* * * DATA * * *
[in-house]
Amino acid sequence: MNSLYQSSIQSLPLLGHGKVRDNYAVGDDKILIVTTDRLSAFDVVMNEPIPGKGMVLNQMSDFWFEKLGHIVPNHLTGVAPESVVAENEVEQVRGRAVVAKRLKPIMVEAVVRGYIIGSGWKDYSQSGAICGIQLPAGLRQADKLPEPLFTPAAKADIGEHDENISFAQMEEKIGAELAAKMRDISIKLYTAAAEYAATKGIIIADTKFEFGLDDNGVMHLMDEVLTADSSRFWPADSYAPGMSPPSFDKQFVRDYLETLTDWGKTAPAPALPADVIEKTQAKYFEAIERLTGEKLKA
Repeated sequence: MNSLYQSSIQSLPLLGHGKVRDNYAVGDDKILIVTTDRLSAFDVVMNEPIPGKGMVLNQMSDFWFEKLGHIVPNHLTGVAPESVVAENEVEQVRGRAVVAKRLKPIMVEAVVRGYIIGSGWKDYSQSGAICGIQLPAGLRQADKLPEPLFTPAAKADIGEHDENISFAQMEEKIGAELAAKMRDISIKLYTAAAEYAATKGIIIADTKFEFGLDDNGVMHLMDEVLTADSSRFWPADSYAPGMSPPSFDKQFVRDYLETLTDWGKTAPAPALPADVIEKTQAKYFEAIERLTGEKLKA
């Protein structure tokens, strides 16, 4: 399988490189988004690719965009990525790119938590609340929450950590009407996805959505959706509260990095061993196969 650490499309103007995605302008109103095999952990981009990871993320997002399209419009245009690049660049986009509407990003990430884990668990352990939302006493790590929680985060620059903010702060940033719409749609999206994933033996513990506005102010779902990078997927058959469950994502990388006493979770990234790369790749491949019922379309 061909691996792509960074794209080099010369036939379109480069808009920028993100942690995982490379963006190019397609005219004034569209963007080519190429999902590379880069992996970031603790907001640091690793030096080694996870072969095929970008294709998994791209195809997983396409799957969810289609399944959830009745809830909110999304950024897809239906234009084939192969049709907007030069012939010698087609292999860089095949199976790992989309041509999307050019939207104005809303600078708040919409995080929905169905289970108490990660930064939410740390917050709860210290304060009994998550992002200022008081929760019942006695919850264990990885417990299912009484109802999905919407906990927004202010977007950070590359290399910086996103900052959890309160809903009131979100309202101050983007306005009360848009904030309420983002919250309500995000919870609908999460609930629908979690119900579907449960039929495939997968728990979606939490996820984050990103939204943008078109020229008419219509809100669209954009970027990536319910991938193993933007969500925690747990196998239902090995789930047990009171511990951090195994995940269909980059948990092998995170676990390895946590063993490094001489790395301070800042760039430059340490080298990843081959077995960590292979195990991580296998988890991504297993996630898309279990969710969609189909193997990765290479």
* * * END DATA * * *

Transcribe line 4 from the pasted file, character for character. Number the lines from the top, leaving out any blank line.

């Protein structure tokens, strides 16, 4: 399988490189988004690719965009990525790119938590609340929450950590009407996805959505959706509260990095061993196969 650490499309103007995605302008109103095999952990981009990871993320997002399209419009245009690049660049986009509407990003990430884990668990352990939302006493790590929680985060620059903010702060940033719409749609999206994933033996513990506005102010779902990078997927058959469950994502990388006493979770990234790369790749491949019922379309 061909691996792509960074794209080099010369036939379109480069808009920028993100942690995982490379963006190019397609005219004034569209963007080519190429999902590379880069992996970031603790907001640091690793030096080694996870072969095929970008294709998994791209195809997983396409799957969810289609399944959830009745809830909110999304950024897809239906234009084939192969049709907007030069012939010698087609292999860089095949199976790992989309041509999307050019939207104005809303600078708040919409995080929905169905289970108490990660930064939410740390917050709860210290304060009994998550992002200022008081929760019942006695919850264990990885417990299912009484109802999905919407906990927004202010977007950070590359290399910086996103900052959890309160809903009131979100309202101050983007306005009360848009904030309420983002919250309500995000919870609908999460609930629908979690119900579907449960039929495939997968728990979606939490996820984050990103939204943008078109020229008419219509809100669209954009970027990536319910991938193993933007969500925690747990196998239902090995789930047990009171511990951090195994995940269909980059948990092998995170676990390895946590063993490094001489790395301070800042760039430059340490080298990843081959077995960590292979195990991580296998988890991504297993996630898309279990969710969609189909193997990765290479």